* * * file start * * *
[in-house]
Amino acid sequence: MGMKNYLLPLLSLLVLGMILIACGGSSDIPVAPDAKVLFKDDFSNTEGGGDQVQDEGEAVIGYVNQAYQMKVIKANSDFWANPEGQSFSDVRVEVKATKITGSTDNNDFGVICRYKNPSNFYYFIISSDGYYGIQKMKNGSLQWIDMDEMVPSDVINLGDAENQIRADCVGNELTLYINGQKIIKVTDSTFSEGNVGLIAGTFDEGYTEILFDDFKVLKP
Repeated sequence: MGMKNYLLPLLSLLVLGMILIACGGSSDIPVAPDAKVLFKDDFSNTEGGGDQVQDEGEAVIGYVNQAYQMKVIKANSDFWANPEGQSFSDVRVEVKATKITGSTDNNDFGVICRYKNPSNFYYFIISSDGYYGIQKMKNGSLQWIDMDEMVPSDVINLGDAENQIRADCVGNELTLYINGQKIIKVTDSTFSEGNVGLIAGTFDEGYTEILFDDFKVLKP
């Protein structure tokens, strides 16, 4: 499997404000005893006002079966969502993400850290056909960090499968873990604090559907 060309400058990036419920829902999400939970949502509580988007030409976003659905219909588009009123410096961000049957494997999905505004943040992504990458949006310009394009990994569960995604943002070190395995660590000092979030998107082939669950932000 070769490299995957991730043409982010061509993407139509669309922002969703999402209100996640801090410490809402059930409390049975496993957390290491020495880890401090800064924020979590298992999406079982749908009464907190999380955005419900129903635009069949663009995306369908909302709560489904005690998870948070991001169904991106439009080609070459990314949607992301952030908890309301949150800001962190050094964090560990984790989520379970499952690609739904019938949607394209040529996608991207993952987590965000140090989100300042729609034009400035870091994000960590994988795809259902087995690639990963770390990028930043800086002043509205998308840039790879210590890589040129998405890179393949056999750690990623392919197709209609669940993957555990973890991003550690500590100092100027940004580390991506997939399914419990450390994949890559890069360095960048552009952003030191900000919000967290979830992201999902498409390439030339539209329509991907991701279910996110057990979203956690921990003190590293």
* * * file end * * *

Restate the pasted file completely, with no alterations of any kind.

[in-house]
Amino acid sequence: MGMKNYLLPLLSLLVLGMILIACGGSSDIPVAPDAKVLFKDDFSNTEGGGDQVQDEGEAVIGYVNQAYQMKVIKANSDFWANPEGQSFSDVRVEVKATKITGSTDNNDFGVICRYKNPSNFYYFIISSDGYYGIQKMKNGSLQWIDMDEMVPSDVINLGDAENQIRADCVGNELTLYINGQKIIKVTDSTFSEGNVGLIAGTFDEGYTEILFDDFKVLKP
Repeated sequence: MGMKNYLLPLLSLLVLGMILIACGGSSDIPVAPDAKVLFKDDFSNTEGGGDQVQDEGEAVIGYVNQAYQMKVIKANSDFWANPEGQSFSDVRVEVKATKITGSTDNNDFGVICRYKNPSNFYYFIISSDGYYGIQKMKNGSLQWIDMDEMVPSDVINLGDAENQIRADCVGNELTLYINGQKIIKVTDSTFSEGNVGLIAGTFDEGYTEILFDDFKVLKP
């Protein structure tokens, strides 16, 4: 499997404000005893006002079966969502993400850290056909960090499968873990604090559907 060309400058990036419920829902999400939970949502509580988007030409976003659905219909588009009123410096961000049957494997999905505004943040992504990458949006310009394009990994569960995604943002070190395995660590000092979030998107082939669950932000 070769490299995957991730043409982010061509993407139509669309922002969703999402209100996640801090410490809402059930409390049975496993957390290491020495880890401090800064924020979590298992999406079982749908009464907190999380955005419900129903635009069949663009995306369908909302709560489904005690998870948070991001169904991106439009080609070459990314949607992301952030908890309301949150800001962190050094964090560990984790989520379970499952690609739904019938949607394209040529996608991207993952987590965000140090989100300042729609034009400035870091994000960590994988795809259902087995690639990963770390990028930043800086002043509205998308840039790879210590890589040129998405890179393949056999750690990623392919197709209609669940993957555990973890991003550690500590100092100027940004580390991506997939399914419990450390994949890559890069360095960048552009952003030191900000919000967290979830992201999902498409390439030339539209329509991907991701279910996110057990979203956690921990003190590293």